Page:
"I want to congratulate each of you on your accomplishment as educators and on the value your community places upon you as a role model and leader," McGlothlin said. "You are building the bright future we hope for in our region, and we appreciate you so much."
The winners must use $10,000 of their $25,000 prizes within a year for international travel or study to broaden their thinking and experience and to further enhance their excellence as professional educators.
Upon receiving the award, Cregger said he will travel to Europe, "where classical art lives," he noted. "What better place to see it all? I want to bring back to my students a renewed love for the classics, and a healthy respect for the great masters that we strive to emulate."
Hampton, who earned a master's degree in educational leadership from RU in 2013, said she plans to travel to Finland, Denmark, Australia and New Zealand.
"The reason why I would like to visit these countries is because, for many years, they have consistently been ranked top in education," Hampton explained. "I want the opportunity to get into these school systems and to talk with these teachers and meet with the principals and find out what it is they're doing in their school systems that's making it work, that's making it click for their students."
In their acceptance speeches, both winners graciously thanked co-workers, friends, loved ones as well as the McGlothlin Foundation, RU, Blue Ridge PBS and everyone involved in the celebration. Cregger's passionate expression of gratitude to his students captivated the audience and took the listeners on an emotional rollercoaster with lots of laughter and a few tears.
"And now the important people, the 620 honey sweethearts, stinkers, love bugs and sugar boogers back at High Point Elementary School," he said with his voice cracking. "Thank you for letting me ruin so many of your nice clothes. Thank you for letting me hang up your art work, even though I know you're dying to take it home. Thank you for the hugs, the 'I love yous.' I promise to always give you my very best. If that means wearing silly costumes, reading to you in a Shrek voice, working on the weekends, stuffing pool noodles in my shirt and acting like a Swedish bodybuilder, or even teaching you about seven-sided polygons and intersecting lines in art class, that's what I will do. I want you to know you are smart, talented and capable of great things."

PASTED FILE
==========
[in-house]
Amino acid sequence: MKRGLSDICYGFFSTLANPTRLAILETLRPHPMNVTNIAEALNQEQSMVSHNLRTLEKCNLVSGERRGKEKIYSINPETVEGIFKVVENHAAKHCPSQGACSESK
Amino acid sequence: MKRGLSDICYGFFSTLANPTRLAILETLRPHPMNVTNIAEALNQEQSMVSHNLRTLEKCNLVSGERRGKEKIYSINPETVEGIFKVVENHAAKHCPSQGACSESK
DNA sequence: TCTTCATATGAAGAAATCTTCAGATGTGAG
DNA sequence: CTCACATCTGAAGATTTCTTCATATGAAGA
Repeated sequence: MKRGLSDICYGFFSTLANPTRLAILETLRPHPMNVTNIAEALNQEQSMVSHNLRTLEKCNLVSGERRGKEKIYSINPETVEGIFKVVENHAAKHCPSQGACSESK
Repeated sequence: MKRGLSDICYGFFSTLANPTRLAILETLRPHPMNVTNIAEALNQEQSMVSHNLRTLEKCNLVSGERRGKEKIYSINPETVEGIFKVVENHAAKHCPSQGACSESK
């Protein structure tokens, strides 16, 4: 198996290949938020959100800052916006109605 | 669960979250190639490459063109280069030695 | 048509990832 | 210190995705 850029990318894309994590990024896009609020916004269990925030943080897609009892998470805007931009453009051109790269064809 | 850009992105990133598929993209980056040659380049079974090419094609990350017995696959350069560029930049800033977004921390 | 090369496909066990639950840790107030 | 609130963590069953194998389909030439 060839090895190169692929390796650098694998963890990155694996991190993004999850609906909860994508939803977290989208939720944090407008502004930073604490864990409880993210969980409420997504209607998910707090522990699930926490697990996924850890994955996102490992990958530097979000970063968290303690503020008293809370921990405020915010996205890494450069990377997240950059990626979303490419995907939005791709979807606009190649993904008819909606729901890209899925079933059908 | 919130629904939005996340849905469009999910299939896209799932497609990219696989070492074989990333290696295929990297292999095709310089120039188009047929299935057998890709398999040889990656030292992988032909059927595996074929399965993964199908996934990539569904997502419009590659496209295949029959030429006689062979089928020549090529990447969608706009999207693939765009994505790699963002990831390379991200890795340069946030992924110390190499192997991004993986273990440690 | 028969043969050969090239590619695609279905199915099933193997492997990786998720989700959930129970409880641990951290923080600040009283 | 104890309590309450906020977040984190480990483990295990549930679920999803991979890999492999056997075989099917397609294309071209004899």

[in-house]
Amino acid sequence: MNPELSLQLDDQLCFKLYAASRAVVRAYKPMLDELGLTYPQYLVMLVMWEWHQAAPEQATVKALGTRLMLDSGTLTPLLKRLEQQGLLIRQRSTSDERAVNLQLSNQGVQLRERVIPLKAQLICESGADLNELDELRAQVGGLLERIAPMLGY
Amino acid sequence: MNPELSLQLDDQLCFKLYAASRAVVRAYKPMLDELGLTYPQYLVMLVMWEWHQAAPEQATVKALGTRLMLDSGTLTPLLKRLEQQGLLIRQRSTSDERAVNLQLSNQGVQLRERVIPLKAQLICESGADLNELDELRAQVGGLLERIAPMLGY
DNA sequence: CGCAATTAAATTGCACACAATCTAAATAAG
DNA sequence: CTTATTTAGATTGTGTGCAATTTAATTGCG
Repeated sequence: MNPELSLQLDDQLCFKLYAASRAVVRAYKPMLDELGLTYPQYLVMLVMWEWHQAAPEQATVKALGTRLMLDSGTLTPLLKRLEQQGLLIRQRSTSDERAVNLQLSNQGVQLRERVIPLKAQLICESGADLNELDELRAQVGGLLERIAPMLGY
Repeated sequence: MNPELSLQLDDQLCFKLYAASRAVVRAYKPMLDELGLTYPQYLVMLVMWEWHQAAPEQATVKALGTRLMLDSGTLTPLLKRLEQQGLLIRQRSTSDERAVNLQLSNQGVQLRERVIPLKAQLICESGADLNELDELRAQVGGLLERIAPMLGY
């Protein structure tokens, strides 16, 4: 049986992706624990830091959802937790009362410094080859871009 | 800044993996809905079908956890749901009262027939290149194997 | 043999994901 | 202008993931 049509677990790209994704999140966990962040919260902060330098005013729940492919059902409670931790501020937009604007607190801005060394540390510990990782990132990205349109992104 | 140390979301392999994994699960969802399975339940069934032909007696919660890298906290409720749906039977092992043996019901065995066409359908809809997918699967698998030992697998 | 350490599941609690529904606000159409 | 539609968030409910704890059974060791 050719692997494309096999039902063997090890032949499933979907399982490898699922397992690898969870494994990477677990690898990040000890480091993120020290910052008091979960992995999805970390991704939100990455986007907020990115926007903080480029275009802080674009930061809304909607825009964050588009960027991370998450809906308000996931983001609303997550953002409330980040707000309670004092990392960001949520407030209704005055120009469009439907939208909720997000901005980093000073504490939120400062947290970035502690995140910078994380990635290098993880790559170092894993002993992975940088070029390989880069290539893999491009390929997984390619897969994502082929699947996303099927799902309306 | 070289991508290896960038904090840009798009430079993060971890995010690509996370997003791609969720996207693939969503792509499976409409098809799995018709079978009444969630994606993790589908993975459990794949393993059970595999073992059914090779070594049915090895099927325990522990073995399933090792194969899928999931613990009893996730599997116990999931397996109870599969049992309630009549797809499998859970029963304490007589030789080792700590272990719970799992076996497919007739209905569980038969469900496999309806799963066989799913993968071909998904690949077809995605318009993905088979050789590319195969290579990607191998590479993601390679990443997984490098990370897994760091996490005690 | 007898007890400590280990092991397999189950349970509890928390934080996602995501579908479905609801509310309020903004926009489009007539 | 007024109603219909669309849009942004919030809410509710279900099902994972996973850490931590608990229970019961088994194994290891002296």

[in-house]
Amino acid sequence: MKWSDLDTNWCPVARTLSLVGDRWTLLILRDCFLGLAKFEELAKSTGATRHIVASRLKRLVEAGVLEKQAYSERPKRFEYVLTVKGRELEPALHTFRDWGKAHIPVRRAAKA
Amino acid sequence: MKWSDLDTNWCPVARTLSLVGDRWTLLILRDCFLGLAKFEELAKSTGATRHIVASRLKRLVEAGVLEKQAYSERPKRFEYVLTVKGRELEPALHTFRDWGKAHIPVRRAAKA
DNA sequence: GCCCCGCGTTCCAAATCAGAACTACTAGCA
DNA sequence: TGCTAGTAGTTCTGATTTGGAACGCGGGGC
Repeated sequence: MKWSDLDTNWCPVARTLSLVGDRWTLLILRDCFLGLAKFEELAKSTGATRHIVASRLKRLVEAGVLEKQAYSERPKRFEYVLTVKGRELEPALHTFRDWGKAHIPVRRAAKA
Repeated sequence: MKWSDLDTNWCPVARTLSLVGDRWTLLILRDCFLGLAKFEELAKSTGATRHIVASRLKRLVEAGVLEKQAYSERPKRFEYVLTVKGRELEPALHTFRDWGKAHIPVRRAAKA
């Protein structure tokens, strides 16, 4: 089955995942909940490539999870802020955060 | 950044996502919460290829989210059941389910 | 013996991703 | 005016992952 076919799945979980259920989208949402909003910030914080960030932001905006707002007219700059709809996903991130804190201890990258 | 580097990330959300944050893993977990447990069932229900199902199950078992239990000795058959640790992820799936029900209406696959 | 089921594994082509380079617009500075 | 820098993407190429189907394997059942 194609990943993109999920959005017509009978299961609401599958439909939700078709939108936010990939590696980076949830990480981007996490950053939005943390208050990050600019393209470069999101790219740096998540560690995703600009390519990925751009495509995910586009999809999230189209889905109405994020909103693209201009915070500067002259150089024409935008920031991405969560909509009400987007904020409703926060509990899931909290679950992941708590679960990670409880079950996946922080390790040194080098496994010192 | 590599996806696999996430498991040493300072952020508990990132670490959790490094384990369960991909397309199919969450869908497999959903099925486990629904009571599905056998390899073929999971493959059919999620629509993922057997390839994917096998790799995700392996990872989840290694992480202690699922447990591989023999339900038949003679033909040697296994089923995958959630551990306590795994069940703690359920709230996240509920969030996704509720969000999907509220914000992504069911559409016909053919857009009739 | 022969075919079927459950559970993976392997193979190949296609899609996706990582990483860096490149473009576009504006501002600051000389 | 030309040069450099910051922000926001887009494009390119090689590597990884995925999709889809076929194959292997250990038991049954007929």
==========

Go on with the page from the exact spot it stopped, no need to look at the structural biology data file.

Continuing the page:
Accepting her award, Hampton said to the gathering, "I am a very lucky teacher and grateful that I teach in a school system where every day I am surrounded by fellow educators and administrators and superintendents who exemplify excellence in everything that they do and they cause me to want to exemplify that same excellence and to be the very best that I can be for our students."
Charles Sydnor, executive director of the Virginia Holocaust Museum and former president of Emory & Henry College, delivered the keynote address.
"We learn from other human beings, from what others tell and how they act, from the convictions that come from the examples they set and then have the wisdom to live, and from how they change us and change our lives," he said. "Teachers do this more frequently and to greater effect than anyone else.
Sydnor went on tell a story – "a story I have never before told in public," he said – about a geography teacher, Mrs. Banks, who taught Sydnor in his senior year of high school and utilized her teaching instincts to help him turn around his academic career from "the bottom one-third of my graduating class," he noted.
"This happened to me in a way I know for certain has to countless other students whose lives have been affected just as profoundly by teachers as mine was by Mrs. Banks," Sydnor said.